The moon peers down on a dark sweep of witches
flying in bat-wing formation to meet
on a tall German mountain peak this April 30 evening.
It’s Walpurgis Night, celebrating Saint Walpurga,
a nun who converted pagans in Germany
and was said to have wiped out
both smallpox and witches from Europe.
The holiday is celebrated each year
on the night before May 1, Beltane,
the pagan Spring Equinox —
another holiday co-opted by Christianity,
its remnants reconfigured.
Though some Beltane customs survive on this night,
like wild dancing and risky jumping over bonfires —
Walpurgis Night has become a sort of spring Halloween
when people dress up in costumes and make loud noises to keep the witches away.
But the witches are still here —
Saint Walpurga did not defeat them all.
They fly from Europe and Scandinavia on this night
to this yearly witch convention!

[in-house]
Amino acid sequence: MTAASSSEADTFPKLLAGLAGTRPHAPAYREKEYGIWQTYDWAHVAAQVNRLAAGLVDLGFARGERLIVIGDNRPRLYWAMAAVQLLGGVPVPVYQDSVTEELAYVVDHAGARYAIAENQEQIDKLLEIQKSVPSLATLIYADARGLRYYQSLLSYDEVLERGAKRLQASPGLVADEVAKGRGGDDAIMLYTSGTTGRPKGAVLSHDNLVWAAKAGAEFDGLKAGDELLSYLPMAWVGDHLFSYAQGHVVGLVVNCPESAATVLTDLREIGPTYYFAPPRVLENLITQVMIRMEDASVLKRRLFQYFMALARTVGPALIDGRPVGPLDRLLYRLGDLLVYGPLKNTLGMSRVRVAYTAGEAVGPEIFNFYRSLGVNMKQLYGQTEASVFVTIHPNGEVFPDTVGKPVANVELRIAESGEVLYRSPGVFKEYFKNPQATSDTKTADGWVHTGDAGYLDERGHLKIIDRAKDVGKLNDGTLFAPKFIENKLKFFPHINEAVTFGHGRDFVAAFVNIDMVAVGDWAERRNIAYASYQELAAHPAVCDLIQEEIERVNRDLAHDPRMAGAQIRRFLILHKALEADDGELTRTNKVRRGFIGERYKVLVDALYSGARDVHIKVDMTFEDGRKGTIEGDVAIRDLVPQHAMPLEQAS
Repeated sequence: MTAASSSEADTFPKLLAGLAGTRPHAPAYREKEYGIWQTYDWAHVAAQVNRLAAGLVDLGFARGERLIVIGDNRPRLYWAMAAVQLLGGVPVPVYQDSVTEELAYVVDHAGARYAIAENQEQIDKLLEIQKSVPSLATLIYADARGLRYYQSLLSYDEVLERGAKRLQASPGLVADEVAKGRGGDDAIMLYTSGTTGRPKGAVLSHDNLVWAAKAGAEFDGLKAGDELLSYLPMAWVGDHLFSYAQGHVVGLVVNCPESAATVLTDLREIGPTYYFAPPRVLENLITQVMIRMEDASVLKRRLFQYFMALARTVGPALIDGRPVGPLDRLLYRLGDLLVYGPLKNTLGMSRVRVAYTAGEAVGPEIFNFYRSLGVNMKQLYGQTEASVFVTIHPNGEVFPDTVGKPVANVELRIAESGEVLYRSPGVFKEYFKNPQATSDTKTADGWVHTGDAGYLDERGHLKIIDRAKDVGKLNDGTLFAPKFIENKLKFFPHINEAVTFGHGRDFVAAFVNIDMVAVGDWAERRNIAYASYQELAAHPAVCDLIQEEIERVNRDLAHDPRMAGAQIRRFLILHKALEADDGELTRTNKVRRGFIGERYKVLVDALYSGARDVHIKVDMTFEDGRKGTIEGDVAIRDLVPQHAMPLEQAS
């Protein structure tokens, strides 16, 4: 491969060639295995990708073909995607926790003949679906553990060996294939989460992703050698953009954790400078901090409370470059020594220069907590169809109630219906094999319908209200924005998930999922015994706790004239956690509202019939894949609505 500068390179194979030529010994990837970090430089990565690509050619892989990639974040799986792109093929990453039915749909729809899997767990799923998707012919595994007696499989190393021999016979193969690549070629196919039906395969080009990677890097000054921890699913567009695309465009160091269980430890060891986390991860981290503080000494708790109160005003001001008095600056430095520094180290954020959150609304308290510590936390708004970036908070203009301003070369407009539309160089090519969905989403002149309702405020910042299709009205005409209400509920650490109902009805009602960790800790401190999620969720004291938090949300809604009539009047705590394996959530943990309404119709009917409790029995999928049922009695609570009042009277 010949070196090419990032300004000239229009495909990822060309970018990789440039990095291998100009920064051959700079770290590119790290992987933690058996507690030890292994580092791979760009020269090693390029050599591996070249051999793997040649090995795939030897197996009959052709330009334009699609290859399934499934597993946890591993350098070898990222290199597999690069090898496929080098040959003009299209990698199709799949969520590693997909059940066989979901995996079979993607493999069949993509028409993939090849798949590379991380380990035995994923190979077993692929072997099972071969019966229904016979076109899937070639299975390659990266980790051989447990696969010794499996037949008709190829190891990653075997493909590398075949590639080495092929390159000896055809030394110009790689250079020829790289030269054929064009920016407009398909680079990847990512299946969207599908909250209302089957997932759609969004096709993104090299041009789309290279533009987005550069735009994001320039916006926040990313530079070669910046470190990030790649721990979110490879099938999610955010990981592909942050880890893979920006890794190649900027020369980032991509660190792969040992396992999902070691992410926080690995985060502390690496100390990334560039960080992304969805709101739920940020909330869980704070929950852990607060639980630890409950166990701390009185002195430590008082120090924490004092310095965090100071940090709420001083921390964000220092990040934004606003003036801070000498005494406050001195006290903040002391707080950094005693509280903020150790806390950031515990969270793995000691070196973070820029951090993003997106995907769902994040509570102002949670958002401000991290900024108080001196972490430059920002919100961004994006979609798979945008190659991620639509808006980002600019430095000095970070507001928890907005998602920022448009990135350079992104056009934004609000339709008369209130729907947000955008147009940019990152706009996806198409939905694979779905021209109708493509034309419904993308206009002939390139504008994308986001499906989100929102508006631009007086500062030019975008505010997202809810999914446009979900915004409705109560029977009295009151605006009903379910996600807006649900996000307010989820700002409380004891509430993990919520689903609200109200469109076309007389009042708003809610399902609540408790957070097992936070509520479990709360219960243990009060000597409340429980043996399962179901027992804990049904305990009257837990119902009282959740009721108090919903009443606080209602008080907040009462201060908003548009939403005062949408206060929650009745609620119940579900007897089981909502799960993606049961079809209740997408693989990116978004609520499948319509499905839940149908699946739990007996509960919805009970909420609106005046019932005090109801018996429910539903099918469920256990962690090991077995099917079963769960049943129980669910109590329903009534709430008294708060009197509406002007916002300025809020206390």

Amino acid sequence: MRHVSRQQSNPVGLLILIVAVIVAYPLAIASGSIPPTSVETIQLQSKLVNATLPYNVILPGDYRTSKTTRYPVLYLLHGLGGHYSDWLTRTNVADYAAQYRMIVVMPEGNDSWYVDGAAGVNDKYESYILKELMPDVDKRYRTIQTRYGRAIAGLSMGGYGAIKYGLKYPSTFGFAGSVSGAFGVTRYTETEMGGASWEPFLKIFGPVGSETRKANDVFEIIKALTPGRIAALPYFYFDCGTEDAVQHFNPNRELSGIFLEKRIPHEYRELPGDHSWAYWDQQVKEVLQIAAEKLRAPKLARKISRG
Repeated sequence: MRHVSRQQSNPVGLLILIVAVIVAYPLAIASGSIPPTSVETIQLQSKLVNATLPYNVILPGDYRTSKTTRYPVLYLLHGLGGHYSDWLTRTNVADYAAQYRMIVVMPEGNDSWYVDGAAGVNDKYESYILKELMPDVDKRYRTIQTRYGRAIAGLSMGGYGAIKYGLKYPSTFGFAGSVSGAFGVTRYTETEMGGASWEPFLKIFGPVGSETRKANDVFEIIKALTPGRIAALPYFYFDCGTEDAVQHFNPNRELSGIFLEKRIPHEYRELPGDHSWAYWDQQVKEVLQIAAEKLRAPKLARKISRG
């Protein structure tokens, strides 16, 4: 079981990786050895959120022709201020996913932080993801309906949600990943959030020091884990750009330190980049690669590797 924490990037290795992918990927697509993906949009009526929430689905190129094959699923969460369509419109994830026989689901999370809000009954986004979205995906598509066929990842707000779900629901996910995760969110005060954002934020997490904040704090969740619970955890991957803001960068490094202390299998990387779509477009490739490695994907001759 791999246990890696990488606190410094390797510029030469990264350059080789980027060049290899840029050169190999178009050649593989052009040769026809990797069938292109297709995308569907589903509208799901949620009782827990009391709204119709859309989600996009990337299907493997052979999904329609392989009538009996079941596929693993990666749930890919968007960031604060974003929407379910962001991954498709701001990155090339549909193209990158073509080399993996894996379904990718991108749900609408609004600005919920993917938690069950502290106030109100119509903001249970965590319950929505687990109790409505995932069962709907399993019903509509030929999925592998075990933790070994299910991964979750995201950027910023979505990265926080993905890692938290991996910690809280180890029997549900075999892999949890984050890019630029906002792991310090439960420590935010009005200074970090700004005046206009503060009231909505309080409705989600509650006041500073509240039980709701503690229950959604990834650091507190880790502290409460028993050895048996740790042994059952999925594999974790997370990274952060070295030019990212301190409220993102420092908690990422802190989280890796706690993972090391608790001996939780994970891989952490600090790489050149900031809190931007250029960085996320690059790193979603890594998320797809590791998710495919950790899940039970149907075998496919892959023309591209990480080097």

Soaring through the clouds they come,
some on brooms, some by jetpacks
or in coach seats on planes.
They are senior citizens, millennials, Gen Z and beyond,
all accompanied by their unfamiliars:black panther cubs,
snakes, sloths, or companion ferrets.
Some are trans, some cis, some a gender unknown.
All scarily beautiful, and very alive.
At night’s end, the witches hug, wave goodbye, cry a little
and call to their sisters in magic as they soar away:
See you again next April!
[Lorraine Schein is a New York writer. Her work has appeared in VICE Terraform, Witches & Pagans, Strange Horizons, Star*Line, and Little Blue Marble, and in the anthologies Tragedy Queens: Stories Inspired by Lana del Rey & Sylvia Plath, and Eighteen. The Futurist’s Mistress, her poetry book, is available from mayapplepress.com.]